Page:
The Growing China-Russia Relationship

The Growing China-Russia Relationship
<a href="">MaoNo</a> / Pixabay

Increasingly, Russia and China are forging a stronger partnership, much to the dismay of other countries especially the U.S. China is the ascending world power, Russia the former superpower, and the U.S. still the preeminent global superpower. This relationship does not come as much of a surprise; Russia and China lack close relations with many highly developed countries and in some ways, this partnership is out of convenience. Both have divergent ambitions and goals though a mutual distrust of the U.S. and the west is more than enough to elicit cooperation. Regardless, in many ways closer collaboration between the two countries despite differences stands to benefit both.

Historic Sino-Russian Relations

In the aftermath of WWII, the Communist victory on mainland China in 1949 led to an alliance with the USSR. Relations entered an increasingly rough patch following the death of Soviet leader Stalin in 1953 and in 1961, rising discord on a variety of fronts including ideological resulted in the termination of the alliance. Both competed for influence globally and in 1969 a brief border war broke out. China began to see the USSR as a greater threat than the U.S. and both countries attempted to forge closer relations. The death of Chinese leader Mao in 1976 was followed by a gradual normalization of relations which progressed rapidly after the dissolution of the USSR in 1991 and the end of the Cold War.

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Moscow’s actions in East Ukraine have served to further distance Russia from the West and it was to be expected that Russia would turn to the East, especially China. This turn to the East actually began in the early 2000s as differences in opinion emerged between Moscow and the west, particularly over NATO expansion and with Moscow feeling disrespected and slighted by the U.S. and EU. For China, Russia has the energy resources its needs and is the only truly viable partner in Asia of considerable importance.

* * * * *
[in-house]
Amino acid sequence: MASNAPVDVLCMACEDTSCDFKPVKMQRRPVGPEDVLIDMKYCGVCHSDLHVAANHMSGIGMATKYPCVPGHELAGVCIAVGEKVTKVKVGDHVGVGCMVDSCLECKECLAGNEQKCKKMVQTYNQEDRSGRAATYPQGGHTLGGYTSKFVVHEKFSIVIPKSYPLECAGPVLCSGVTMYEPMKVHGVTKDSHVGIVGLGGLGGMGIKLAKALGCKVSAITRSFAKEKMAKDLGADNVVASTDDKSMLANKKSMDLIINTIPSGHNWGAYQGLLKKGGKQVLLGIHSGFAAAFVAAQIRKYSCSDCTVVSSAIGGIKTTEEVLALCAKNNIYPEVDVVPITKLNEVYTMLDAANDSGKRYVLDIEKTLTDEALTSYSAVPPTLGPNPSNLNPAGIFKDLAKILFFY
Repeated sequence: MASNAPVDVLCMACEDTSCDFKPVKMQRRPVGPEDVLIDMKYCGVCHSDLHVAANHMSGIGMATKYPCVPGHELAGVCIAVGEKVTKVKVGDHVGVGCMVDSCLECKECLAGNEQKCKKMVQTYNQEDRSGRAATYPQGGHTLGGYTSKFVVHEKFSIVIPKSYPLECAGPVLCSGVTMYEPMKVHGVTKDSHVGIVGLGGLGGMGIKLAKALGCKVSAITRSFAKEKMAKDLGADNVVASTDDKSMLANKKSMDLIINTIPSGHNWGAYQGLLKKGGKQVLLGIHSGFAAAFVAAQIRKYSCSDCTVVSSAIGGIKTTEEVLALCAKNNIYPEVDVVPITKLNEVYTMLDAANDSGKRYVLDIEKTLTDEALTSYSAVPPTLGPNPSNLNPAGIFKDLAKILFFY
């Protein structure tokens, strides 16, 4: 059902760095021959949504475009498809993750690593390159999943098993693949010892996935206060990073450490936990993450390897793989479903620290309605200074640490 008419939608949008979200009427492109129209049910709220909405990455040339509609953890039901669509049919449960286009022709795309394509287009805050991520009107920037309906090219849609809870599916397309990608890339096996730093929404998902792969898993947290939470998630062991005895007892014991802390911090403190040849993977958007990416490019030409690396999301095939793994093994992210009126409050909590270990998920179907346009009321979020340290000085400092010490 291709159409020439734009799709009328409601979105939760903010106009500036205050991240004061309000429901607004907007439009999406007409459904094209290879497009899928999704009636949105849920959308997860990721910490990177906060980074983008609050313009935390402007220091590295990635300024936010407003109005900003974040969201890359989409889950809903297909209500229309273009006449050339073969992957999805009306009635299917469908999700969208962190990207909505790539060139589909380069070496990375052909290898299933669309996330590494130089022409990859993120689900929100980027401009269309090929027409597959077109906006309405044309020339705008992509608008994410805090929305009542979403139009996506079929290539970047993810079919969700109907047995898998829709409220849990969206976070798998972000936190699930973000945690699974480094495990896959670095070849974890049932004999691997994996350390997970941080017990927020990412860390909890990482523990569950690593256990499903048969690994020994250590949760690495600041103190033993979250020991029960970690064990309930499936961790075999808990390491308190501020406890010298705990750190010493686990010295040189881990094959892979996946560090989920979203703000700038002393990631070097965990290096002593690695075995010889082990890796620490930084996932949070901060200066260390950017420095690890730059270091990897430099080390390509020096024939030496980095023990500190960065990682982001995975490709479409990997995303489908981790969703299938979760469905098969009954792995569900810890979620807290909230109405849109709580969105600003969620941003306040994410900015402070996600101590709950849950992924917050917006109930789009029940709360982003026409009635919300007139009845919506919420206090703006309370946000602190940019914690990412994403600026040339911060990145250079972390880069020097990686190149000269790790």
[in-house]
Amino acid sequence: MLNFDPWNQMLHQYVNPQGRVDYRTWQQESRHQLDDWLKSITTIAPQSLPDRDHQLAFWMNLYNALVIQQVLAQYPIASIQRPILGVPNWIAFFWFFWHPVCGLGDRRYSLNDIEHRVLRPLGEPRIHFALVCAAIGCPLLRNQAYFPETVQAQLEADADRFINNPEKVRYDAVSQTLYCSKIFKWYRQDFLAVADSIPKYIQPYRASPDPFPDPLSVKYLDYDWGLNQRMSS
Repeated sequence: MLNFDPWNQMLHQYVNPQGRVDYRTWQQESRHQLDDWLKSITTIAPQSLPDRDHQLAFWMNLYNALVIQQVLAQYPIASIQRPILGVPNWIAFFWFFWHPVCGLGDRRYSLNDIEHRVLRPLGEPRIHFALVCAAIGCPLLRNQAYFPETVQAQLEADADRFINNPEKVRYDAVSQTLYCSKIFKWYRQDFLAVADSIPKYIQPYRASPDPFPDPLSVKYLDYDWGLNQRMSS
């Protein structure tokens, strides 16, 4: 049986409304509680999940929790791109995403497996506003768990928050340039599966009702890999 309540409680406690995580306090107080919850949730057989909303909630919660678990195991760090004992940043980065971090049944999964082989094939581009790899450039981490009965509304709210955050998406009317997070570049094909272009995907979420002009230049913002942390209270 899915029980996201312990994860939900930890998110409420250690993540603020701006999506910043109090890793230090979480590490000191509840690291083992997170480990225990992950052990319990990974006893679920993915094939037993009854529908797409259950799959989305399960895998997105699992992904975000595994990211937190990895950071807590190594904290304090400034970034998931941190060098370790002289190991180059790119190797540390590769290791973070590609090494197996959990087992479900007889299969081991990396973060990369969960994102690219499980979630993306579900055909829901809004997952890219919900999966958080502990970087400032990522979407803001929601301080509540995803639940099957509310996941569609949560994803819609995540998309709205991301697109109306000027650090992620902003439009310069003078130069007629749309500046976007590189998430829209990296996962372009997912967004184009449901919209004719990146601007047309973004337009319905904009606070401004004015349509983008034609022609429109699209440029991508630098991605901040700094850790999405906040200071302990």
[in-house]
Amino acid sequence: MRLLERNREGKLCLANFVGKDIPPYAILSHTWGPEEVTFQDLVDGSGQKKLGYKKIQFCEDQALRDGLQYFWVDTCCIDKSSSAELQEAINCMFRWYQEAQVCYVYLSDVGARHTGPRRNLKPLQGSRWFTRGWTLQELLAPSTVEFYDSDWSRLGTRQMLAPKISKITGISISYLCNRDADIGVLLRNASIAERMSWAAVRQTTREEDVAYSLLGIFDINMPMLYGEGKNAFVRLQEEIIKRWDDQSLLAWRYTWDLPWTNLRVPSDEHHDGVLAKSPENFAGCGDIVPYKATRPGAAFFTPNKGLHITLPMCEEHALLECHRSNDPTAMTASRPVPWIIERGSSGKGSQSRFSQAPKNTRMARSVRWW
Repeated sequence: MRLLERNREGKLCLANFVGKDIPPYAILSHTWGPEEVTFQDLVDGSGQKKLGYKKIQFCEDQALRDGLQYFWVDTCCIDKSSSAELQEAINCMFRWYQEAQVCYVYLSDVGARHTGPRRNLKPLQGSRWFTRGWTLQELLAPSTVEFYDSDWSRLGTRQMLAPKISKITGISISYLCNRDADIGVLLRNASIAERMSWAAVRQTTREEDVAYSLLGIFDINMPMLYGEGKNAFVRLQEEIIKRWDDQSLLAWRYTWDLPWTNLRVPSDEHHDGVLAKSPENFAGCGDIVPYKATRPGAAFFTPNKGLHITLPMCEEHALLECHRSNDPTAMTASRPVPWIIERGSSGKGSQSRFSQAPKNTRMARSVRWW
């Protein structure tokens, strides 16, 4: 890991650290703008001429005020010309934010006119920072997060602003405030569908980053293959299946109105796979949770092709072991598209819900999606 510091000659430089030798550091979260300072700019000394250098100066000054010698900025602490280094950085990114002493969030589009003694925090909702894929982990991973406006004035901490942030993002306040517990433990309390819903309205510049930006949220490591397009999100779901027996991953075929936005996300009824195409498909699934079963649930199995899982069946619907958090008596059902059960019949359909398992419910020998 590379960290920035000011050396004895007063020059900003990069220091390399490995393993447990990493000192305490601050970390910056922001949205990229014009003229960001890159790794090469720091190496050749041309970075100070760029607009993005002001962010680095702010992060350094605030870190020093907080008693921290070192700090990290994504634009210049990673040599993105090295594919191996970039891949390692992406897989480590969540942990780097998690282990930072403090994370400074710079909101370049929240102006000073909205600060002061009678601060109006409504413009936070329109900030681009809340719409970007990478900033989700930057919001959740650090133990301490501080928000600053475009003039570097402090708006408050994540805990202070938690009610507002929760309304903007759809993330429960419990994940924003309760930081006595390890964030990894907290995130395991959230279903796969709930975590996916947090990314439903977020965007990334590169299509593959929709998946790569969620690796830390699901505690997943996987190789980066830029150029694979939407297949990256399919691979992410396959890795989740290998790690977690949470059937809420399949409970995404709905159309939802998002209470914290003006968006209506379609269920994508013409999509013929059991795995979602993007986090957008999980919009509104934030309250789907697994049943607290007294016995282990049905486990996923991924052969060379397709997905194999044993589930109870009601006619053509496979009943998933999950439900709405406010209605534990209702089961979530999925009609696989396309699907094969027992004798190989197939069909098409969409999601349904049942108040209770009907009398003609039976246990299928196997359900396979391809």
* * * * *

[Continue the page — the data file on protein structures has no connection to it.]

Russia needs the economic benefits that come with closer relations to China and China needs Russia as a partner in Eurasia. Additionally, both seek to provide an effective counter to the U.S. and its allies.

In the words of Russian Foreign Minister Sergey Lavrov, both Russia and China are working on forming a “cooperation model in the 21st century.” In so much he is pushing forth the notion that the Russia-China relationship is necessary and important in maintaining regional and international stability. One can see the irony in that belief since Russia’s actions in Ukraine and China’s provocations in the South China Sea are far from the idea of peace and stability. Russia and China cooperation globally does have a long history and the two have acted together in the United Nations Security Council to block moves by the west.

Economically, both countries are increasing engagement. Last year, Russia signed its biggest ever gas deal with China providing the former with an ever growing market for its natural gas resources and the latter with access to them. Meanwhile, significant currency swaps have been implemented allowing direct transactions between both countries. A few months ago, both countries signaled the possibility that their regional economic projects, the Eurasian Economic Union (Russia) and the Silk Road Economic Belt (China) might be combined sometime in the future.